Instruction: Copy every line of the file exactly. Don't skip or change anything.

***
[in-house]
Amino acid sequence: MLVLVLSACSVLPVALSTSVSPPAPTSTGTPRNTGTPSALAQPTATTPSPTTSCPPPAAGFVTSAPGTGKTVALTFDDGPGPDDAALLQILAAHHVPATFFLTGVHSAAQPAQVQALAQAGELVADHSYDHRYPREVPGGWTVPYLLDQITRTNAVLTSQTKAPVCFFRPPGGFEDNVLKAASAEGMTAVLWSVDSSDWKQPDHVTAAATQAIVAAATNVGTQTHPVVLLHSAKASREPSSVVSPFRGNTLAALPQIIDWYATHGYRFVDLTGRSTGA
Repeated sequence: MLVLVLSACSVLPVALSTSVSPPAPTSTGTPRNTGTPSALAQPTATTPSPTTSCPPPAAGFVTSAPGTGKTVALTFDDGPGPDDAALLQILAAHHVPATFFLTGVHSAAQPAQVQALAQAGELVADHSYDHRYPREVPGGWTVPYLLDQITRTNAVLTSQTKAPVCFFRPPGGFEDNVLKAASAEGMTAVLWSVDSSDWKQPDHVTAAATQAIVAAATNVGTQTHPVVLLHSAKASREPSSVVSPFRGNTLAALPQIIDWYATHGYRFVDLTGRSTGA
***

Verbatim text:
[in-house]
Amino acid sequence: MLVLVLSACSVLPVALSTSVSPPAPTSTGTPRNTGTPSALAQPTATTPSPTTSCPPPAAGFVTSAPGTGKTVALTFDDGPGPDDAALLQILAAHHVPATFFLTGVHSAAQPAQVQALAQAGELVADHSYDHRYPREVPGGWTVPYLLDQITRTNAVLTSQTKAPVCFFRPPGGFEDNVLKAASAEGMTAVLWSVDSSDWKQPDHVTAAATQAIVAAATNVGTQTHPVVLLHSAKASREPSSVVSPFRGNTLAALPQIIDWYATHGYRFVDLTGRSTGA
Repeated sequence: MLVLVLSACSVLPVALSTSVSPPAPTSTGTPRNTGTPSALAQPTATTPSPTTSCPPPAAGFVTSAPGTGKTVALTFDDGPGPDDAALLQILAAHHVPATFFLTGVHSAAQPAQVQALAQAGELVADHSYDHRYPREVPGGWTVPYLLDQITRTNAVLTSQTKAPVCFFRPPGGFEDNVLKAASAEGMTAVLWSVDSSDWKQPDHVTAAATQAIVAAATNVGTQTHPVVLLHSAKASREPSSVVSPFRGNTLAALPQIIDWYATHGYRFVDLTGRSTGA